Monte-What?

Montessori. A frequently misapplied name for an educational system that is difficult to explain. The system has seen huge success and the word has become a fad applied to everything from playgroups to pet-training salons (seriously!). As with anything worthwhile though, authentic Montessori education is worth the time it takes to understand. 

Here are a few key ideas that have set Montessori apart from other educational systems. Firstly, it is a science-based system. The curriculum is the result of many years of scientific research into the way children learn best. It has moved away from the archaic educational methods still implemented in our public school systems which are remnants of the industrial revolution and factory -operations. These systems fail to acknowledge the individual differences, learning styles, needs, and talents of each child, instead aiming to force each child into the same mold. The Montessori method, in contrast, is uninterested in producing a cookie-cutter product, but rather in honing each individual’s skills, interests, and abilities to their full potential.  

Second, Montessori is also a holistic educational system rather than an exclusively academic system. The first glimpse of this idea is the emphasis on independence and self-sufficiency in all areas of life, especially caring for one’s own basic needs. The philosophy supports the idea that no skill can be learned without careful teaching, experience, and practice from an early age, thus one often see Montessori 2- and 3-year-olds performing practical life skills that many of us don’t expect to see from such a tiny tot. For example, Montessori children learn a variety of food preparation skills, like cutting, peeling, slicing, and grating so that they can experience the self-sufficiency and self-reliance of making and eating food independently.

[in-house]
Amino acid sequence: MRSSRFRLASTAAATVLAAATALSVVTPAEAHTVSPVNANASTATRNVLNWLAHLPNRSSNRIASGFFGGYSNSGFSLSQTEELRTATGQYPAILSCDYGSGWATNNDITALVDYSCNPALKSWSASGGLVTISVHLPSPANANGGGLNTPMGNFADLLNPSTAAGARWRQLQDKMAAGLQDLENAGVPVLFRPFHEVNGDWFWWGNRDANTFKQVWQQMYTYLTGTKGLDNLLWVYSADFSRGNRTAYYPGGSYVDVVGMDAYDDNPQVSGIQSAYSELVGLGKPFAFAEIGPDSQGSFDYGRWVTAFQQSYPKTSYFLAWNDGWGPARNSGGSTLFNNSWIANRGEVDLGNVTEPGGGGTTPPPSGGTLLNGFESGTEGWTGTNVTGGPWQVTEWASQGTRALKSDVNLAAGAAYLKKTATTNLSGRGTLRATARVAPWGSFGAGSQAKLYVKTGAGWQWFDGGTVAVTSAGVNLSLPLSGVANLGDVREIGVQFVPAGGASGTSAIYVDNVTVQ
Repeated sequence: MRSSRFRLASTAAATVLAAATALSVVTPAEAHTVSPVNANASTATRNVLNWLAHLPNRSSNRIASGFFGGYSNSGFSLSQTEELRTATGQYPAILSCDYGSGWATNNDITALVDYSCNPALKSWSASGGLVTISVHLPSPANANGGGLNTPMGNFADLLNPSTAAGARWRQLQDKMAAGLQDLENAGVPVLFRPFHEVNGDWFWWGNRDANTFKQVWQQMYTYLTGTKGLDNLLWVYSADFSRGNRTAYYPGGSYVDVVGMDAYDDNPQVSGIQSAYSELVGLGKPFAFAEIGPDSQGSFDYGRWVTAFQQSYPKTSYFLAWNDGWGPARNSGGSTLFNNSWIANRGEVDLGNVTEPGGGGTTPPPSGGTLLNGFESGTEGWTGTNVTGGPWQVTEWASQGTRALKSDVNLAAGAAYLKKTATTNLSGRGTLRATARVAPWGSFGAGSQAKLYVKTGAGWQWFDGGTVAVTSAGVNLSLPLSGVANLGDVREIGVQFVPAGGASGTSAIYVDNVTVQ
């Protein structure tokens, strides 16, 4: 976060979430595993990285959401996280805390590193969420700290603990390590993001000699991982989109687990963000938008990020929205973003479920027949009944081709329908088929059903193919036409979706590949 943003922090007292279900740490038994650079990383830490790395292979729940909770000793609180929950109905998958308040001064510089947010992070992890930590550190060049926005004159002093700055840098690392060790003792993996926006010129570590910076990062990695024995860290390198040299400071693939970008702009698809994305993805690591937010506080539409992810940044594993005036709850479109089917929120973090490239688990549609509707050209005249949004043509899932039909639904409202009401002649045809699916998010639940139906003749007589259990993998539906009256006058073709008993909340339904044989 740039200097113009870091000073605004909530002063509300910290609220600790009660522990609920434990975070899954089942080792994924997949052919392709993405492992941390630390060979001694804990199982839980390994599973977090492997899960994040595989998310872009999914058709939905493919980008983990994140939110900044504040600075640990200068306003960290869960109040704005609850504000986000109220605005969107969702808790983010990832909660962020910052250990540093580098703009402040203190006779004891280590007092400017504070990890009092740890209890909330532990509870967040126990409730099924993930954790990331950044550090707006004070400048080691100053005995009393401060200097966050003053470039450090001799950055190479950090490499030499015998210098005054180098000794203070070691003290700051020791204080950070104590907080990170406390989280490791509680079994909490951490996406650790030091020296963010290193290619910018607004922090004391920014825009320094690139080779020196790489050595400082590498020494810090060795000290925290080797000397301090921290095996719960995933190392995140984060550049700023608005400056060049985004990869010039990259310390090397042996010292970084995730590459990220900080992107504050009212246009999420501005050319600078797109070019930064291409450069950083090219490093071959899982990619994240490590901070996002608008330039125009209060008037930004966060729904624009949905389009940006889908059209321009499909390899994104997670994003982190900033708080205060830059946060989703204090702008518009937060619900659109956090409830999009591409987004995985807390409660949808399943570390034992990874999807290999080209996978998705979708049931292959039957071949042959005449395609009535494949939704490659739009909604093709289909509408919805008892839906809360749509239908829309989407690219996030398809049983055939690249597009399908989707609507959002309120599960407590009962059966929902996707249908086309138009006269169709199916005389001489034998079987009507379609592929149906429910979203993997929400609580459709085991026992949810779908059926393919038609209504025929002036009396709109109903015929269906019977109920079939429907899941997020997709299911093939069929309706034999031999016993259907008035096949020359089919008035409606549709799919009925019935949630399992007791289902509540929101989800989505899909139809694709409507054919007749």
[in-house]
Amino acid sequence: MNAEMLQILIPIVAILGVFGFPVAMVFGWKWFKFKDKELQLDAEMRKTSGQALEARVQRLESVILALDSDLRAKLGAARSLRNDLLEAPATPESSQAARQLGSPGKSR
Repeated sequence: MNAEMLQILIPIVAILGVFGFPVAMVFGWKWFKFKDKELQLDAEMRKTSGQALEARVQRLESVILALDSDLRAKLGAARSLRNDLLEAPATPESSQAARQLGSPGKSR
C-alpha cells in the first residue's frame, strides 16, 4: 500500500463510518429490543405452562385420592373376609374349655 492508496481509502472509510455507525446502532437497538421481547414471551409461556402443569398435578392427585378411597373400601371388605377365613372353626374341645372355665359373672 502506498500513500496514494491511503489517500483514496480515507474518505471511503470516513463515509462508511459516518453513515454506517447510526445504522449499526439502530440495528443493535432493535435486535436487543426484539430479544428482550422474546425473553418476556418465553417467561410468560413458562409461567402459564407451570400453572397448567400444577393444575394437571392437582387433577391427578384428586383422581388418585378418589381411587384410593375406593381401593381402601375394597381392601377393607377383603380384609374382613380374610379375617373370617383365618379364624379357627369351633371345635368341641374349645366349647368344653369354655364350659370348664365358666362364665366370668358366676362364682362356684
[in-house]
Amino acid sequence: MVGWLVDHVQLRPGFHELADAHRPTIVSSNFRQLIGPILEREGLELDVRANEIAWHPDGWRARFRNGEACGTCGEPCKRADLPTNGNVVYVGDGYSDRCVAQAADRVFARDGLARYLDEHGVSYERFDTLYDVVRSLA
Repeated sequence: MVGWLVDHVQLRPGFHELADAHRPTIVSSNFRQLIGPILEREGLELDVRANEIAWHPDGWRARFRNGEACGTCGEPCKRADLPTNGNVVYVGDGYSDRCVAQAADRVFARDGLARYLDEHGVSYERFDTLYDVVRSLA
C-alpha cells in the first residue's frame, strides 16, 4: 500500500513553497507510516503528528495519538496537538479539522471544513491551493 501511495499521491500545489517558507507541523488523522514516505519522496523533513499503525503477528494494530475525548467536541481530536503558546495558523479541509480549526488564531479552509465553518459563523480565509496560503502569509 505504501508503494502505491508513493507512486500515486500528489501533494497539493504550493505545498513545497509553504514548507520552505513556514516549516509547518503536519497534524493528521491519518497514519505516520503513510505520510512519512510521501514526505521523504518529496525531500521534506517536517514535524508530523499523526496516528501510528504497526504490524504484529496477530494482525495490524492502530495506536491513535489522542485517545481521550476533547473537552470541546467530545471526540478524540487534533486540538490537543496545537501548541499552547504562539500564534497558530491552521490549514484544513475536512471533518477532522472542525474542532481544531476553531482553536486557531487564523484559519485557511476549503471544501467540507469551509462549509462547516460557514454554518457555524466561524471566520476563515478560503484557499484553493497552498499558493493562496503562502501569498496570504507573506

This idea of independence and self-sufficiency permeates every area of the Montessori method. Children freely explore concepts of language and math, making independent discoveries with the help of an experienced guide to help scaffold their knowledge. The skills built in this way are then transferable. For example, children who really understand math learn how to discover a formula and have no need for memorizing hundreds of formulas. They are not constrained by the facts they don’t know, but rather are set free by the skills that enable them to discover facts independently. 

Other life skills, or “soft skills”, are also honed and specifically taught and nurtured, helping to bring up well-adjusted, compassionate, and responsible members of society. Montessori classrooms function with a mix of three age groups, therefore children stay in the same class for all three years of the Montessori 3-6-year-old program. This provides children with a variety of older peer mentors to help teach and guide them through social and academic experiences. They get the opportunity to be mentors and guides themselves as they get older and more experienced in the environment. The 6-year-olds learn and develop leadership skills and have practical experience guiding and teaching others.

Third, the Montessori method teaches through indirect preparation. A great example to explain this idea is writing. Learning to write can be a chore because of all the various skills that must come together for the act of writing to happen. Children have to simultaneously know their sounds, string together those sounds, know what they want to say, form the shape of the letter, manipulate a pencil… it’s hard! But imagine if each of those many skills could be isolated and mastered individually. Then bringing together those skills would be a simple task of combining what the child already knows. This is the idea of indirect preparation. Materials in the classroom isolate skills needed for large cognitive and fine motor tasks so that the children feel confident and well-prepared when they are ready to combine their individually honed skill sets. 

These revolutionary ideas are just a few of the many implemented in the authentic Montessori classroom. Like all great ideas, Montessori takes a while to understand, and you really never stop learning. We call this quick foray into the Montessori philosophy our “elevator speech”, a necessary tool when someone asks us what we do. We hope it entices people to hop aboard and learn more. Sadly, as the name was never copyrighted we will continue to see “Monte-something” schools, playgroups, and pet salons where the ideas of Maria Montessori are woefully absent. But hopefully next time you hear someone ask, “Sorry, Monte-what?” you can help us to introduce them to this multifaceted, and deeply powerful method we call….Montessori.

Caitie McKinley – AMI Primary Lead Guide

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